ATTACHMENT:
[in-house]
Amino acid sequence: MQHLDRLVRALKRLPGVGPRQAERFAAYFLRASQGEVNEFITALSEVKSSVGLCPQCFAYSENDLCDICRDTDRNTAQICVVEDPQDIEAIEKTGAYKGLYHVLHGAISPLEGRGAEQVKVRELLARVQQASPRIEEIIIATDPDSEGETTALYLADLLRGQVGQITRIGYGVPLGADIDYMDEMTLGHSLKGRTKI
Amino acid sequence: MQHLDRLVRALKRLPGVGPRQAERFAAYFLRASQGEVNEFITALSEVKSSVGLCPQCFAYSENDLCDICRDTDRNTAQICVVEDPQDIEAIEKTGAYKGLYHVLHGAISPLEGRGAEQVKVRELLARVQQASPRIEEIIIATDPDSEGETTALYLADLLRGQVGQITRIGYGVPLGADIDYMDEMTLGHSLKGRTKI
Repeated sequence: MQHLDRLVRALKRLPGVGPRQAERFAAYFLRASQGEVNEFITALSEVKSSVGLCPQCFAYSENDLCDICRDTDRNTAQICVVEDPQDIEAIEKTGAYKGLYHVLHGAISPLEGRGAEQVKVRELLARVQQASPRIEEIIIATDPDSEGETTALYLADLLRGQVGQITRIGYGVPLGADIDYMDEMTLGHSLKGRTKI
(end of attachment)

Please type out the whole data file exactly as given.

[in-house]
Amino acid sequence: MQHLDRLVRALKRLPGVGPRQAERFAAYFLRASQGEVNEFITALSEVKSSVGLCPQCFAYSENDLCDICRDTDRNTAQICVVEDPQDIEAIEKTGAYKGLYHVLHGAISPLEGRGAEQVKVRELLARVQQASPRIEEIIIATDPDSEGETTALYLADLLRGQVGQITRIGYGVPLGADIDYMDEMTLGHSLKGRTKI
Amino acid sequence: MQHLDRLVRALKRLPGVGPRQAERFAAYFLRASQGEVNEFITALSEVKSSVGLCPQCFAYSENDLCDICRDTDRNTAQICVVEDPQDIEAIEKTGAYKGLYHVLHGAISPLEGRGAEQVKVRELLARVQQASPRIEEIIIATDPDSEGETTALYLADLLRGQVGQITRIGYGVPLGADIDYMDEMTLGHSLKGRTKI
Repeated sequence: MQHLDRLVRALKRLPGVGPRQAERFAAYFLRASQGEVNEFITALSEVKSSVGLCPQCFAYSENDLCDICRDTDRNTAQICVVEDPQDIEAIEKTGAYKGLYHVLHGAISPLEGRGAEQVKVRELLARVQQASPRIEEIIIATDPDSEGETTALYLADLLRGQVGQITRIGYGVPLGADIDYMDEMTLGHSLKGRTKI